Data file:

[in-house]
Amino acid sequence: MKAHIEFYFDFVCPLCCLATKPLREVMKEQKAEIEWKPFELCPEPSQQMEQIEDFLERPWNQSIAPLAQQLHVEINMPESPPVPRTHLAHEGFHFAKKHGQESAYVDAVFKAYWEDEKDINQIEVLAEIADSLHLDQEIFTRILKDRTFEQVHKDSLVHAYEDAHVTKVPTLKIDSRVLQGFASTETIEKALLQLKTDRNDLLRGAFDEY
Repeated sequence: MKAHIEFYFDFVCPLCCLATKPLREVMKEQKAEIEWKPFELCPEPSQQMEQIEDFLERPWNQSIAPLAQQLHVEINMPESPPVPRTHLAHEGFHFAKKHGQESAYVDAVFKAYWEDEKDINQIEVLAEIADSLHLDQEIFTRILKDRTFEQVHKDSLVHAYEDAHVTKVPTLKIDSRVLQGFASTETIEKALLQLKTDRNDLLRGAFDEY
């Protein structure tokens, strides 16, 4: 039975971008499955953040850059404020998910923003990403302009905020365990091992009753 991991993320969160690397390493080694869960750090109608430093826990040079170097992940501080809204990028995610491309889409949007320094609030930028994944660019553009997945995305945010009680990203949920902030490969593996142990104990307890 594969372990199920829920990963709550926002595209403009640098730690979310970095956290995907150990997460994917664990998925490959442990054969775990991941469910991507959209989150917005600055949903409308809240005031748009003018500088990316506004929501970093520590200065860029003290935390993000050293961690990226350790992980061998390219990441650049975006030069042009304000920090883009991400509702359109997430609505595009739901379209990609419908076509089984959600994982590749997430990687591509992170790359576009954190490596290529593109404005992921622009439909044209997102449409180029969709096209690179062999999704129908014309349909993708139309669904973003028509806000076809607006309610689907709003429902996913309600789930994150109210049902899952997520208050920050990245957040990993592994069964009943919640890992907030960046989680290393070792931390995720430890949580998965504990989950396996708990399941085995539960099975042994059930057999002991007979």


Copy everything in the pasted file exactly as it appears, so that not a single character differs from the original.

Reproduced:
[in-house]
Amino acid sequence: MKAHIEFYFDFVCPLCCLATKPLREVMKEQKAEIEWKPFELCPEPSQQMEQIEDFLERPWNQSIAPLAQQLHVEINMPESPPVPRTHLAHEGFHFAKKHGQESAYVDAVFKAYWEDEKDINQIEVLAEIADSLHLDQEIFTRILKDRTFEQVHKDSLVHAYEDAHVTKVPTLKIDSRVLQGFASTETIEKALLQLKTDRNDLLRGAFDEY
Repeated sequence: MKAHIEFYFDFVCPLCCLATKPLREVMKEQKAEIEWKPFELCPEPSQQMEQIEDFLERPWNQSIAPLAQQLHVEINMPESPPVPRTHLAHEGFHFAKKHGQESAYVDAVFKAYWEDEKDINQIEVLAEIADSLHLDQEIFTRILKDRTFEQVHKDSLVHAYEDAHVTKVPTLKIDSRVLQGFASTETIEKALLQLKTDRNDLLRGAFDEY
């Protein structure tokens, strides 16, 4: 039975971008499955953040850059404020998910923003990403302009905020365990091992009753 991991993320969160690397390493080694869960750090109608430093826990040079170097992940501080809204990028995610491309889409949007320094609030930028994944660019553009997945995305945010009680990203949920902030490969593996142990104990307890 594969372990199920829920990963709550926002595209403009640098730690979310970095956290995907150990997460994917664990998925490959442990054969775990991941469910991507959209989150917005600055949903409308809240005031748009003018500088990316506004929501970093520590200065860029003290935390993000050293961690990226350790992980061998390219990441650049975006030069042009304000920090883009991400509702359109997430609505595009739901379209990609419908076509089984959600994982590749997430990687591509992170790359576009954190490596290529593109404005992921622009439909044209997102449409180029969709096209690179062999999704129908014309349909993708139309669904973003028509806000076809607006309610689907709003429902996913309600789930994150109210049902899952997520208050920050990245957040990993592994069964009943919640890992907030960046989680290393070792931390995720430890949580998965504990989950396996708990399941085995539960099975042994059930057999002991007979």